Pyongyang: Otto Warmbier released “on humanitarian grounds”
The student had been in coma since March 2016, after getting botulism. He was repatriated following a decision of a North Korean court. In prison, he was “terrorised and brutalised”, his family said. His release came after a flurry of secret diplomatic contacts.
Seoul (AsiaNews) – North Korea released US student Otto Warmbier "on humanitarian grounds", state media said Thursday, two days after he was evacuated from Pyongyang after falling into a coma whilst in prison.
"Otto Frederick Warmbier, who had been in hard labour, was sent back home on June 13, 2017 on humanitarian grounds according to the adjudication made on the same day by the Central Court of the DPRK," the state-run Korean Central News Agency said in a statement.
The 22-year-old student from Cincinnati was convicted for trying to steal a propaganda banner and sentenced to 15 years in prison. His father, Fred Warmbier, told media that his son was “terrorised and brutalised” by Kim Jong-un’s regime.
The young man’s parents Fred and Cindy have said that they were told their son had been in a coma since March 2016, allegedly after falling ill from botulism and being given a sleeping pill.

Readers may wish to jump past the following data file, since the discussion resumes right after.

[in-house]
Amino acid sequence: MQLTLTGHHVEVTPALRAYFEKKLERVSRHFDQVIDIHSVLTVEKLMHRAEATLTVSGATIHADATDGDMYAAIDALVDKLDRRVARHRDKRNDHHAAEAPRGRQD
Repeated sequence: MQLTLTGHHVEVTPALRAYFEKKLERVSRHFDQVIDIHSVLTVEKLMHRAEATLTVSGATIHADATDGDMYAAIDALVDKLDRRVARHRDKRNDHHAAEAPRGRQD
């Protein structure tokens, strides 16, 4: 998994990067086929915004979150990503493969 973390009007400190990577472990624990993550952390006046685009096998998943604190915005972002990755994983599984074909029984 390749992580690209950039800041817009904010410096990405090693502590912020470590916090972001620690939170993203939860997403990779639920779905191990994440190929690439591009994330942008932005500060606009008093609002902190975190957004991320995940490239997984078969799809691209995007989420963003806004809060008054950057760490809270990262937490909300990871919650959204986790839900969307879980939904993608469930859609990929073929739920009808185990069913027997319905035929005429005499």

The New York Times reported a senior US official as saying the authorities recently received intelligence indicating Warmbier was repeatedly beaten whilst in custody.
His release came after a flurry of secret diplomatic contacts between Washington and Pyongyang, which culminated in Joseph Yun, the State Department's special envoy on North Korea, travelling to Pyongyang to secure Warmbier's release.
The North has occasionally jailed US citizens and released them only after visits by high-profile political figures, including former president Bill Clinton.
The US government accuses North Korea of using such detainees as political pawns. North Korea accuses the United States and South Korea of sending spies to overthrow its government.
Three other US citizens are still in North Korean prisons: Kim Dong-chul, 62, sentenced to ten years of forced labour; Kim Sang-duk, detained since last April; and Kim Hak-song who was arrested in last May.
Whether the back-channel diplomacy will lead to broader talks with North Korea may depend on Warmbier’s condition. Meanwhile, White House officials declined to comment on the geopolitical implications of his case.